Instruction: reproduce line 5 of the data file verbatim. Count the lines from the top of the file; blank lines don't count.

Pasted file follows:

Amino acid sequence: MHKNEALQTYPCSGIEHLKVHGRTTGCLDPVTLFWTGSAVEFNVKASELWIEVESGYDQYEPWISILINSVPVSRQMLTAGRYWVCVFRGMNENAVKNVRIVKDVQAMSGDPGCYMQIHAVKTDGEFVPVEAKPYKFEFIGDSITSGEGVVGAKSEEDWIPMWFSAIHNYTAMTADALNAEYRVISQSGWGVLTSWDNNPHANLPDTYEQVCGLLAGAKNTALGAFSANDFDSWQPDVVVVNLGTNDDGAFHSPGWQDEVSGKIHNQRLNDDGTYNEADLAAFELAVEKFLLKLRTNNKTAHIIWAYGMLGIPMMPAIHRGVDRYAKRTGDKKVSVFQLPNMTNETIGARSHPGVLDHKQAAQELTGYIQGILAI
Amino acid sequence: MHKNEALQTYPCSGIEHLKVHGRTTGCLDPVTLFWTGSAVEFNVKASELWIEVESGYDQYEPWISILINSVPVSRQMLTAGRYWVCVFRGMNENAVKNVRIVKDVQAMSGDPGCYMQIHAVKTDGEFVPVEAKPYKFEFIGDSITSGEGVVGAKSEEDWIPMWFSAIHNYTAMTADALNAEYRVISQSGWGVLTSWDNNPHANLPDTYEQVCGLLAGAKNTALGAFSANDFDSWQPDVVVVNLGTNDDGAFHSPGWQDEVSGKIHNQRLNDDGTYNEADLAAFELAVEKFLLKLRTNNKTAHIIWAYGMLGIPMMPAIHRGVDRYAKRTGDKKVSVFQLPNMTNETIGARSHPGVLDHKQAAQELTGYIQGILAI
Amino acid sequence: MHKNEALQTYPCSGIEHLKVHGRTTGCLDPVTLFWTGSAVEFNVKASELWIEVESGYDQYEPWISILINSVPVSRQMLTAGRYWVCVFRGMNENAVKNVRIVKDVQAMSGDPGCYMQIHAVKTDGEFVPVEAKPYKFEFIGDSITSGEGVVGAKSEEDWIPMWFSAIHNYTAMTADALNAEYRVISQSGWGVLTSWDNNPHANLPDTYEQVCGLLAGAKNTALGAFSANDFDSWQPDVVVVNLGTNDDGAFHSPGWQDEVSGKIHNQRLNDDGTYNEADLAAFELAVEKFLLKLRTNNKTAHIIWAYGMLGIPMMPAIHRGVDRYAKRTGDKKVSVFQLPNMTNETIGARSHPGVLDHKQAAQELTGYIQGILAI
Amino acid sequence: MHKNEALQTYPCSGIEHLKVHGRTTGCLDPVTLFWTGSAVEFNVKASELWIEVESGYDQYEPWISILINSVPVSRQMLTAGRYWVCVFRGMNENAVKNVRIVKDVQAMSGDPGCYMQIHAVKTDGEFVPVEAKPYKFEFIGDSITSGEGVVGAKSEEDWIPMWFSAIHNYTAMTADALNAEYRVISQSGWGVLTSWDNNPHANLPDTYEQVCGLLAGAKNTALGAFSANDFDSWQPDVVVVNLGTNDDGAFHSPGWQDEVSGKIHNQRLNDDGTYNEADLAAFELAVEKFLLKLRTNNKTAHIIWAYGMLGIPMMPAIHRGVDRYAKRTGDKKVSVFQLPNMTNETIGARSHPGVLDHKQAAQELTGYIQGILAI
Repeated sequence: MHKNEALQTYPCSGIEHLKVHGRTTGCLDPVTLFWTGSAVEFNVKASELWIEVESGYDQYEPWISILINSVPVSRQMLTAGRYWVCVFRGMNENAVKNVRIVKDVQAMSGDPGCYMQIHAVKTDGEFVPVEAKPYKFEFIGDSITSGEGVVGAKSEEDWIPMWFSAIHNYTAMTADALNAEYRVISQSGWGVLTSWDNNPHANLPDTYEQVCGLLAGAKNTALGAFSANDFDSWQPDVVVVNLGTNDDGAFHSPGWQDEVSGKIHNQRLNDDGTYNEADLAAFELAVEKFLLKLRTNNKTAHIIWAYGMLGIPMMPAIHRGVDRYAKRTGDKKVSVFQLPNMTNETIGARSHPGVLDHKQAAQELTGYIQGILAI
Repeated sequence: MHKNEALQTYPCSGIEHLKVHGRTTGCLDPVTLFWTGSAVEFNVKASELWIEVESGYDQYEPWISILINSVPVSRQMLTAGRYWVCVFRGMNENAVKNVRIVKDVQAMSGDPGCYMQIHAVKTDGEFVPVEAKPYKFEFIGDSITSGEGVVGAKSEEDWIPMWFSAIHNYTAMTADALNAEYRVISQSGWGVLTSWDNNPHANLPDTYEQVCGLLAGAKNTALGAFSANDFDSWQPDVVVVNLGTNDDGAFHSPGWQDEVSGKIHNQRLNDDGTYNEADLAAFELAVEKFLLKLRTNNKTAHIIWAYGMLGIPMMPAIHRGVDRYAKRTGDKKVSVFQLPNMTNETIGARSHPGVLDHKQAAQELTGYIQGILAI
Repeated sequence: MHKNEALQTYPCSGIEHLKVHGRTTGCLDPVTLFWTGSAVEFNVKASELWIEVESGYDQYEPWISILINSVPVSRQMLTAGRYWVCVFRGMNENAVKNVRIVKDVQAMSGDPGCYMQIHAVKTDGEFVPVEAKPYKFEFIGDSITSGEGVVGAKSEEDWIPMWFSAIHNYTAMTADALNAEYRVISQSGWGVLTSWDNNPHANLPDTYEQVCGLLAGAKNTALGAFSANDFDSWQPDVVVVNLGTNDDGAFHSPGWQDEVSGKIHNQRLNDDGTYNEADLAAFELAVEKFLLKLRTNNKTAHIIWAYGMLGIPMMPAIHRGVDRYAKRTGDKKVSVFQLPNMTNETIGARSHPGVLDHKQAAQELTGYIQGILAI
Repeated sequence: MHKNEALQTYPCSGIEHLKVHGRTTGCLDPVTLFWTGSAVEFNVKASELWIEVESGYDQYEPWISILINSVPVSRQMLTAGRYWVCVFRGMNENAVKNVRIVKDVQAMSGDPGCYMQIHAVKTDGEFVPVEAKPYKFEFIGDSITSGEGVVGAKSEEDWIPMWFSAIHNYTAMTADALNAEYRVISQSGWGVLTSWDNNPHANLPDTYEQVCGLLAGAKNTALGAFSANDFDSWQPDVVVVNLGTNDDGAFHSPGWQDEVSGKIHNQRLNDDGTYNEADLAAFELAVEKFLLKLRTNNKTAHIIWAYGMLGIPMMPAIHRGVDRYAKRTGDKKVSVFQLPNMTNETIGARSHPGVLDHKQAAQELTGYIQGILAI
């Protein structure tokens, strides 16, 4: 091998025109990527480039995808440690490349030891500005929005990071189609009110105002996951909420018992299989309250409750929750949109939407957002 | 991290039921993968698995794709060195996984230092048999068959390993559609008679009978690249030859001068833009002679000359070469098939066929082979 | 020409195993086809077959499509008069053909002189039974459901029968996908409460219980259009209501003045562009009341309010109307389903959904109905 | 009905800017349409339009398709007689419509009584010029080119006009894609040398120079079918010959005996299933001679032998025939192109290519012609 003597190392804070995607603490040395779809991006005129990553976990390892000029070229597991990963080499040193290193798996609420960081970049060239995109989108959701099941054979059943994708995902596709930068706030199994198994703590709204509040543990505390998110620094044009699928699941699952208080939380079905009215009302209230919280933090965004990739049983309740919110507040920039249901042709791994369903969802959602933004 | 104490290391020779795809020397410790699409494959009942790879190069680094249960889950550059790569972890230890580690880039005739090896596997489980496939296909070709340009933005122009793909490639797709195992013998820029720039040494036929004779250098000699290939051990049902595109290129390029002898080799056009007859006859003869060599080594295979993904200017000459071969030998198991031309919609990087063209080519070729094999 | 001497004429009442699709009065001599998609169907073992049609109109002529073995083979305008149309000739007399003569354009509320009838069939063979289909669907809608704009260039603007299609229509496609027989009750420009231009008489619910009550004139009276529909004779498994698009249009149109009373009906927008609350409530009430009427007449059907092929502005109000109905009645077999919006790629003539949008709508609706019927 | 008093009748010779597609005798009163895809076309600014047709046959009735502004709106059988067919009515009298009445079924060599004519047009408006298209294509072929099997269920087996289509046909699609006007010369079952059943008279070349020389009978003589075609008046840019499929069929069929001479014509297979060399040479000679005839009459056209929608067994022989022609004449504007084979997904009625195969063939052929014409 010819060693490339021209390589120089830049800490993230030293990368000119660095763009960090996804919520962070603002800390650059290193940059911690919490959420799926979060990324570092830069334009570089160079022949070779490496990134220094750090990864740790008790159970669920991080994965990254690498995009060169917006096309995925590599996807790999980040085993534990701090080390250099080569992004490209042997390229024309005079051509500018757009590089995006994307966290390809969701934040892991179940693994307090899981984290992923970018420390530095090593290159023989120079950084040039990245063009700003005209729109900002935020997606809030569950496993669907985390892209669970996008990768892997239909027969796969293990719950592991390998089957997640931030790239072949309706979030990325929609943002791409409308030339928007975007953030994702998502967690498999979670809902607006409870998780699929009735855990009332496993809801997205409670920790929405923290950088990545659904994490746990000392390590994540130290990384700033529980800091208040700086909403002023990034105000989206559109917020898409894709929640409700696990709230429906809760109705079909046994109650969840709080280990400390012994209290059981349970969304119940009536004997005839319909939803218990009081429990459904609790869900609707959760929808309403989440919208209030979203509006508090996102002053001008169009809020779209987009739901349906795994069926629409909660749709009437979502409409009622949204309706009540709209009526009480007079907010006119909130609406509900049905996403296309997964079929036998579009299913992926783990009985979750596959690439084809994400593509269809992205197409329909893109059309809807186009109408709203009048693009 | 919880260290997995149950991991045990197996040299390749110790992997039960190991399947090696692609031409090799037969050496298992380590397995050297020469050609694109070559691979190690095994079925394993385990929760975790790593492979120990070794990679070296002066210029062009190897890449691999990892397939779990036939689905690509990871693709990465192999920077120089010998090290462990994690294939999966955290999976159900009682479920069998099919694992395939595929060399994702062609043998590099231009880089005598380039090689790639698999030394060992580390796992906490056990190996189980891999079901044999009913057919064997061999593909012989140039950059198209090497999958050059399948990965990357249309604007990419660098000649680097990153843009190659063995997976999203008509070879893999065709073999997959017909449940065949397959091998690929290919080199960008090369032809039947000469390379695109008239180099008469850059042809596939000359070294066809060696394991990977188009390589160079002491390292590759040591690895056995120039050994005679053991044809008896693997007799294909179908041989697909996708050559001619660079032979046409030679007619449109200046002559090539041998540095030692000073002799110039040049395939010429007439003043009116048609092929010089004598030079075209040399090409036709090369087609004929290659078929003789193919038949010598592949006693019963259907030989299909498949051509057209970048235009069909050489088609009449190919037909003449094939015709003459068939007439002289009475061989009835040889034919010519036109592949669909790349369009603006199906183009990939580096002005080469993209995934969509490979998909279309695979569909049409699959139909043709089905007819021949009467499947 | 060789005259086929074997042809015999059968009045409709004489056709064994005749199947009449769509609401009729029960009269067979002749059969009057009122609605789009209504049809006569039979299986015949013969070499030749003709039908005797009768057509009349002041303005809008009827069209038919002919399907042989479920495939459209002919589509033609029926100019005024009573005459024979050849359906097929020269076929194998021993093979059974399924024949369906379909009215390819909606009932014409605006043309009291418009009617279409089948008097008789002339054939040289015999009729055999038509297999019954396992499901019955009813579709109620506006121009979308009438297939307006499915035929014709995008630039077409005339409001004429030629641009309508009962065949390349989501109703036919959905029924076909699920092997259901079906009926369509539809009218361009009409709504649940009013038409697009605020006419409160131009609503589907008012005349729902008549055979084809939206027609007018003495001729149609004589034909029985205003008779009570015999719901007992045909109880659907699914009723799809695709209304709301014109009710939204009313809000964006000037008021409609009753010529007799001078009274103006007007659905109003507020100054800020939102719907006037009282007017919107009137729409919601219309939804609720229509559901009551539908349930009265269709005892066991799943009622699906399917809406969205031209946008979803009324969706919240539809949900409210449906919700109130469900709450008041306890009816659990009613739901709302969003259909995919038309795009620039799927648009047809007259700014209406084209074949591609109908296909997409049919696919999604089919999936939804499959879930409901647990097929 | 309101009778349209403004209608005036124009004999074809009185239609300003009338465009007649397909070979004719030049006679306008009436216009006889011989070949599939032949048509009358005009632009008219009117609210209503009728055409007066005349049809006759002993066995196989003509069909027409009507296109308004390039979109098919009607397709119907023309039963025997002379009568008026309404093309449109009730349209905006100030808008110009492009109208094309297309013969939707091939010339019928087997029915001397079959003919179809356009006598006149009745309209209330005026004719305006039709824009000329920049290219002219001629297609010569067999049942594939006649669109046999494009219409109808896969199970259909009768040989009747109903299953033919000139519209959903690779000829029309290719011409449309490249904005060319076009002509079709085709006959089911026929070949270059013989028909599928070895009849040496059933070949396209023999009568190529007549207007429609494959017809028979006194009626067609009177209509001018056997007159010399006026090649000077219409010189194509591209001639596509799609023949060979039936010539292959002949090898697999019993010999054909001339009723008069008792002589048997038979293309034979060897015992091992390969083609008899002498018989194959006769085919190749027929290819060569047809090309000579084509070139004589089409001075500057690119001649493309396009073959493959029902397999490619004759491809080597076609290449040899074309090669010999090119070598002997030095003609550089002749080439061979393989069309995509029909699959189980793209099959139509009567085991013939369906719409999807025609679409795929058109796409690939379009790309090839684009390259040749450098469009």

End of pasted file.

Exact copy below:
Repeated sequence: MHKNEALQTYPCSGIEHLKVHGRTTGCLDPVTLFWTGSAVEFNVKASELWIEVESGYDQYEPWISILINSVPVSRQMLTAGRYWVCVFRGMNENAVKNVRIVKDVQAMSGDPGCYMQIHAVKTDGEFVPVEAKPYKFEFIGDSITSGEGVVGAKSEEDWIPMWFSAIHNYTAMTADALNAEYRVISQSGWGVLTSWDNNPHANLPDTYEQVCGLLAGAKNTALGAFSANDFDSWQPDVVVVNLGTNDDGAFHSPGWQDEVSGKIHNQRLNDDGTYNEADLAAFELAVEKFLLKLRTNNKTAHIIWAYGMLGIPMMPAIHRGVDRYAKRTGDKKVSVFQLPNMTNETIGARSHPGVLDHKQAAQELTGYIQGILAI